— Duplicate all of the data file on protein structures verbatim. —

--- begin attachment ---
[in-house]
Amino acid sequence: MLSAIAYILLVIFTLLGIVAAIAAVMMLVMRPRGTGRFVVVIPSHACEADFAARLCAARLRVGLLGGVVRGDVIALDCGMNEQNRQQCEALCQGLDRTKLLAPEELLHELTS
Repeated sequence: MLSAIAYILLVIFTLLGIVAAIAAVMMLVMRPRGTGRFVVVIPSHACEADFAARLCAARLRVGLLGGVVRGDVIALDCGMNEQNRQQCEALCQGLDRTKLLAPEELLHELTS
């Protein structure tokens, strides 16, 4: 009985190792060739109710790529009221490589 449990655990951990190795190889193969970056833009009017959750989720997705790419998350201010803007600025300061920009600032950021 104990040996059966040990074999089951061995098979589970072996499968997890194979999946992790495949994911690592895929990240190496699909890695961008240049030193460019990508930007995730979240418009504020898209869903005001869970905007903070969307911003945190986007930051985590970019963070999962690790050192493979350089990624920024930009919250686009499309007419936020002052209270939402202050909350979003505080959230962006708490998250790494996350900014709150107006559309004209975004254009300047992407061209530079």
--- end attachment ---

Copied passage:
[in-house]
Amino acid sequence: MLSAIAYILLVIFTLLGIVAAIAAVMMLVMRPRGTGRFVVVIPSHACEADFAARLCAARLRVGLLGGVVRGDVIALDCGMNEQNRQQCEALCQGLDRTKLLAPEELLHELTS
Repeated sequence: MLSAIAYILLVIFTLLGIVAAIAAVMMLVMRPRGTGRFVVVIPSHACEADFAARLCAARLRVGLLGGVVRGDVIALDCGMNEQNRQQCEALCQGLDRTKLLAPEELLHELTS
């Protein structure tokens, strides 16, 4: 009985190792060739109710790529009221490589 449990655990951990190795190889193969970056833009009017959750989720997705790419998350201010803007600025300061920009600032950021 104990040996059966040990074999089951061995098979589970072996499968997890194979999946992790495949994911690592895929990240190496699909890695961008240049030193460019990508930007995730979240418009504020898209869903005001869970905007903070969307911003945190986007930051985590970019963070999962690790050192493979350089990624920024930009919250686009499309007419936020002052209270939402202050909350979003505080959230962006708490998250790494996350900014709150107006559309004209975004254009300047992407061209530079």